Sunday, August 2, 2009

Mostar, Bosnia and Herzegovina

I was very excited as the bus crossed the border into Bosnia and Herzegovina. In fact, I cannot recall being this excited about visiting a country in a long time. This is because Bosnia is somewhat “off the beaten path”.

My first impression of Bosnia was that of lushness. All over the country, mountains and rivers fill the scenery. The setting is so peaceful and serene.

The fist town I decided to visit was Mostar, a city in the south that is famous for its old bridge (Stari Most) that was completely destroyed during the Bosnian War in the 1990s but rebuilt a few years after the war ended in 1995.

All over Mostar, the scars of war were apparent. Numerous buildings had bullet holes on them. Many half-destroyed buildings stood undisturbed. Cemeteries abound. Churches and mosques perished during the conflict. One sight that I will never forget is that of a destroyed department store, with its unique fa├žade of stone figures still standing. Walking through Mostar, I couldn’t believe that the Bosnian War occurred during my lifetime, in the 1990s. I felt like I had witnessed the war when observing the ruins. At the end of this visit, I was very grateful for being born and raised in a peaceful and wealthy country.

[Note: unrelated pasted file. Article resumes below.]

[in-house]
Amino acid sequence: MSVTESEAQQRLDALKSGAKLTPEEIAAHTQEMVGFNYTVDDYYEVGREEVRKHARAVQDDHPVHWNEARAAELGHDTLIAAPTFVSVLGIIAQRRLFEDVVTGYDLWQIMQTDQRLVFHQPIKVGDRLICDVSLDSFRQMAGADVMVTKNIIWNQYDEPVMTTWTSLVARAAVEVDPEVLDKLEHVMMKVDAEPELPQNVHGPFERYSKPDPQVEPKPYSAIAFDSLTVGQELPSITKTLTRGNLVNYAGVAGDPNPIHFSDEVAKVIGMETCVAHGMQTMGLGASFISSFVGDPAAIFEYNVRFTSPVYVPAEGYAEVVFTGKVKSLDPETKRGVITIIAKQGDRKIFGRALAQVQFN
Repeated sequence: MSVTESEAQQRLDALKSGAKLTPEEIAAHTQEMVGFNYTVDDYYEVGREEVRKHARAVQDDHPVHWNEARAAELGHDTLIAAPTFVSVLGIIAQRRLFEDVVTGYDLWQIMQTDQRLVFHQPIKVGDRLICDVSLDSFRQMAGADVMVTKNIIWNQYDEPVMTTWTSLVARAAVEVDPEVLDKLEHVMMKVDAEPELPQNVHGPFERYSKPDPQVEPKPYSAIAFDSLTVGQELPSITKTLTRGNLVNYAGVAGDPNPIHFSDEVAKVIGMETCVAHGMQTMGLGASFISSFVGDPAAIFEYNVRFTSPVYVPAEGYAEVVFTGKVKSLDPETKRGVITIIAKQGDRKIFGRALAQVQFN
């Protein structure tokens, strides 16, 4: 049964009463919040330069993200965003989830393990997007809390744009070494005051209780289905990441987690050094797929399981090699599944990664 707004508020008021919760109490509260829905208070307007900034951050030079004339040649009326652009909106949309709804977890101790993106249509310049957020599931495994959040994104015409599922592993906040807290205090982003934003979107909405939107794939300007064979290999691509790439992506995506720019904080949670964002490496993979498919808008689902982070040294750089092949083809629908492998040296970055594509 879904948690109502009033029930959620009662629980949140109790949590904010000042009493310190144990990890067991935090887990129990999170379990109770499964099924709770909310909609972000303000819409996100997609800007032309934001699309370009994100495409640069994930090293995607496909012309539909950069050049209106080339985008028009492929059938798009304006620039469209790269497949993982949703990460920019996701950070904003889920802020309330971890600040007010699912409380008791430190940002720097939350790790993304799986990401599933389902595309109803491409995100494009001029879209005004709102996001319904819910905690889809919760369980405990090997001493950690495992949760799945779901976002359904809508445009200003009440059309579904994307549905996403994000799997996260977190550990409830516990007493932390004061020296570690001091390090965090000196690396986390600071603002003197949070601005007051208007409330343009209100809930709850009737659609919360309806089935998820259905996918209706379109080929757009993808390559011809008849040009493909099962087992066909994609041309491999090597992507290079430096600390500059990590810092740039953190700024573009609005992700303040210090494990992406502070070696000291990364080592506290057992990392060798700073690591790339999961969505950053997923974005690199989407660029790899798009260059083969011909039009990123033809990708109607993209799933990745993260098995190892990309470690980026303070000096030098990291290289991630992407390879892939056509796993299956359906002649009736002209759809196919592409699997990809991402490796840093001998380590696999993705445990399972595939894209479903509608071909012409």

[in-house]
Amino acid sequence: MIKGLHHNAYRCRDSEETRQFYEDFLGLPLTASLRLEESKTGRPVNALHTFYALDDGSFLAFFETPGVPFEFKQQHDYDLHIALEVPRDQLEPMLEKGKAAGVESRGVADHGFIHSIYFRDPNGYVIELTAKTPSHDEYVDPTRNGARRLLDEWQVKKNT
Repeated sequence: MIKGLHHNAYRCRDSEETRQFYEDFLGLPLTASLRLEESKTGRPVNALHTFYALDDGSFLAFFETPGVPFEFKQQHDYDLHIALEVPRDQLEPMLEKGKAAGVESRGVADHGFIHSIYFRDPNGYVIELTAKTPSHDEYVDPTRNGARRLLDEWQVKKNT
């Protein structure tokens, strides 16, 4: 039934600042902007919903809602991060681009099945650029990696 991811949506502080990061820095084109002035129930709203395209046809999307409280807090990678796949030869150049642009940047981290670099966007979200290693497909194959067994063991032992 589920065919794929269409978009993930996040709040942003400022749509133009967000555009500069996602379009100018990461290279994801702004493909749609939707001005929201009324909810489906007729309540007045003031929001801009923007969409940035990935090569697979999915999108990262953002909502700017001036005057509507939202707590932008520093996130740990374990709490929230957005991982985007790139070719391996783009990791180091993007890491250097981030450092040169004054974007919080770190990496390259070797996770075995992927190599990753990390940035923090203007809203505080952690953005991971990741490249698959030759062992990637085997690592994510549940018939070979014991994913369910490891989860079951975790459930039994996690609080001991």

My favorite part of the city was the historical Turkish quarter by Stari Most and the Neretva River. There, stone buildings and cobble-stoned paths abound. Shops sell Turkish souk items (e.g., clothing, tea pots) and Turkish dessert. And even Turkish coffee.

One of the highlights was watching the jumping competition off Stari Most. Young men would dive either feet-first or head-first into the river. Some divers performed at an Olympic level, their dives filled with tumbles and flips.

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